Microservices vs Service Oriented Architecture (SOA)

At first glance, Microservice architectures appear suspiciously similar to software developers who are familiar with Service-Oriented Architecture or SOA. In general, they both provide solutions to avoiding the creation of inefficient, unwieldy monolithic or layered applications that are difficult to develop, modify and deploy. However, each has distinctly different approaches in terms of scalability, messaging and how services are coordinated. These differences govern the areas where each approach is most applicable.

SOA Today

The SOA architectural pattern evolved over decades. It is an approach to organizing complex amalgamations of enterprise-level software into collections of interdependent services. Most commonly, it uses Web Services technologies for service communication such as SOAP or REST. JSON is also a popular choice in service communication protocols.

SOA commonly relies on a shared data model with multiple hierarchies and complex relationships between dozens or hundreds of data structures and services. It uses a tiered organizational architecture that contains a centralized messaging middleware for service coordination plus additional messaging functionality.


Microservices are a service-oriented architectural pattern as well for defining distributed software architectures. The pattern aims for better scalability, decoupling and control throughout the application development, testing and deployment cycle. It also relies on an inter-service communication protocol, which could be SOAP, REST, JSON, MSMG or a number of other technologies. Beyond these similar characteristics, the differences between SOA and Microservices become more apparent.

Decoupling of Services

Because SOA is based on a philosophy of sharing as much as possible between services, e.g. databases, it tends to create tight data coupling between services and other system components, which increases its resistance to changes. If, for example, the schema of data stored in a database shared by multiple services changes, any service built upon that schema, even if it does not access the modified data, must be re-tested to ensure the change has not negatively affected the service.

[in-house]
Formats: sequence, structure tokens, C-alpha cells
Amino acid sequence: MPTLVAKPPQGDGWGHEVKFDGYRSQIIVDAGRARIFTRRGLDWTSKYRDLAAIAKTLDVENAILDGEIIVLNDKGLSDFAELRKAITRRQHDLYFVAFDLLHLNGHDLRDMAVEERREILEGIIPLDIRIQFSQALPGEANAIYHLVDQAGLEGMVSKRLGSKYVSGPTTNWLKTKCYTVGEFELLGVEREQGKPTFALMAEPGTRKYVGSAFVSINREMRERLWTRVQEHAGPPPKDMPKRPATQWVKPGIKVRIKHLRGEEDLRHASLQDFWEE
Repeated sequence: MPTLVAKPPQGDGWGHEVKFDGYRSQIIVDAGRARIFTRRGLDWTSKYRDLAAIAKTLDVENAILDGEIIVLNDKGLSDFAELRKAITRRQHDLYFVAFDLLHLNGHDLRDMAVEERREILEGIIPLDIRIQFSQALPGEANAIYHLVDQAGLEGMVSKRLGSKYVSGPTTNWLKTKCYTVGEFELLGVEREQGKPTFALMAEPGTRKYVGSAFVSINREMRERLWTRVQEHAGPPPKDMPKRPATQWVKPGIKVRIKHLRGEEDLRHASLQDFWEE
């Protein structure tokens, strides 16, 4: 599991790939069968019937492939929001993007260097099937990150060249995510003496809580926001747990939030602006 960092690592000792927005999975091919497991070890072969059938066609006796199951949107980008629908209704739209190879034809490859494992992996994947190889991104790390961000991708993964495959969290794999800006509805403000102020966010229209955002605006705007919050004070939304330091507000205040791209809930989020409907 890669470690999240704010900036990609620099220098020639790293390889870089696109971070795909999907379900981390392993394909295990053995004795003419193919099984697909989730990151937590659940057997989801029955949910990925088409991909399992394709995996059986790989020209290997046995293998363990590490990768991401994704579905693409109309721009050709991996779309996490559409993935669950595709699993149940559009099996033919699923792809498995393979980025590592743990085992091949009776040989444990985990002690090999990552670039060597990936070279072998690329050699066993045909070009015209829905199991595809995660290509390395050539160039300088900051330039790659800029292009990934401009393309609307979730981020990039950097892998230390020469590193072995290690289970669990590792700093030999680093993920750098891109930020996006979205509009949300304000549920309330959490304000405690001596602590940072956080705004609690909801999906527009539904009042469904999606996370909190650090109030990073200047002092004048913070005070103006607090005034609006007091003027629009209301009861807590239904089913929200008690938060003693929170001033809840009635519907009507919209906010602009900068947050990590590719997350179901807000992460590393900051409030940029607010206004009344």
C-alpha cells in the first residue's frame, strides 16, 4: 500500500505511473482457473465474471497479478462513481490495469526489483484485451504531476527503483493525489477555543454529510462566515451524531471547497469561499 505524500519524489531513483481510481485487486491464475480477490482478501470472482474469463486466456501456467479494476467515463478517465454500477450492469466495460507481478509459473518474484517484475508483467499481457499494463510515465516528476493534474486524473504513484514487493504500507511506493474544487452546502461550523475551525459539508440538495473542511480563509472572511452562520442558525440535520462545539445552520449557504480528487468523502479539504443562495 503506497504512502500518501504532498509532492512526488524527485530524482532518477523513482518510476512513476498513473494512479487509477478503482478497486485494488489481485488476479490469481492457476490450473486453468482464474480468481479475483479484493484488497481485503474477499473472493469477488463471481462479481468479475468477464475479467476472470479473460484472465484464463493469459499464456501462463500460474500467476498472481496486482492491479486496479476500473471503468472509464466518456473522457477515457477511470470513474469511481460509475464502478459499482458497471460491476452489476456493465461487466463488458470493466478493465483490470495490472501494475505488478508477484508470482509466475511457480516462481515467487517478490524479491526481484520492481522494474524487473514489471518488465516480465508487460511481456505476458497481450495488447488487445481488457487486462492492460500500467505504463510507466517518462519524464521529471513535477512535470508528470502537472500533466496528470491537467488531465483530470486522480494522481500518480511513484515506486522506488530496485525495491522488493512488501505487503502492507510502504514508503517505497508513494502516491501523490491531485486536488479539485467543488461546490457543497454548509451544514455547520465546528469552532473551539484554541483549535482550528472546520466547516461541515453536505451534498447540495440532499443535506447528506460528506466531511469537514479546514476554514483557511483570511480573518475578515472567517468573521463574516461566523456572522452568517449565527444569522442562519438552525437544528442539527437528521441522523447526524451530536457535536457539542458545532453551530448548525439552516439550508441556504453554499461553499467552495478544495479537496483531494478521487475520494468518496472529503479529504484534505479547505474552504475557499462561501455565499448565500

Microservices, however, are built upon a concept known as a bounded context, which leads to a self-contained association between a single service and its data. Although the sharing of services cannot be completely eliminated using Microservices, it is meaningfully minimized. Where sharing is required, it might be avoided by the replication of common functions across services rather than using data sharing. This inherent data decoupling facilitates more frequent deployments and reduces testing scope.

Coordination of Services

SOA typically employs a central hub controller to maintain an orderly execution of services. Microservices, on the other hand, rely solely on inter-service communication. Each microservice calls another microservice as required to complete its function. Furthermore, called microservices may call other services as needed in a process known as service chaining. Too much chaining, however, implies a non-beneficial degree of functional coupling, which should be avoided.

Messaging Middleware vs. API Layer

These distinct execution/coordination models result from fundamental macro-architecture differences between SOA and Microservices. SOA relies on a central messaging middleware layer in a 4-tier model, whereas Microservices use a non-coordinating API layer over the services composing an application.

Although SOA’s use of a centralized messaging layer enables additional capabilities such as message transformation, mediation and routing, it leads to increased complexity plus elevated data and functional coupling, which raises maintenance and deployment costs.

Microservices utilizing a relatively simpler API layer leverage it as an abstraction layer to the services consumer. The granularity of services or their internal data representations, for instance, can be easily changed without any modifications required of the requesting application on the other side of the API layer.


There are further distinctions between SOA and Microservices with additional implications in terms of their suitability for different kinds of applications and runtime environments. SOA was created to address the integration of an array of heterogeneous applications in sizeable, complex, enterprise systems where services are shared across applications and functions. It still serves well in this capacity.

Microservices are more appropriate than SOA for smaller, web-based applications that do not require explicit service coordination and have a minimum of shared components. They permit “goldilocks” adjustment of granularity and highly independent services. This model integrates well with continuous deployment models of software development.

Of course, the two approaches are not mutually exclusive. A Microservice approach enables an organization to quickly deliver an agile application, which, as needs require, can morph into an SOA-style architecture. Likewise, an SOA-based system may benefit in terms of maintenance and performance when applying Microservices principles to a re-factorization of its services or architecture.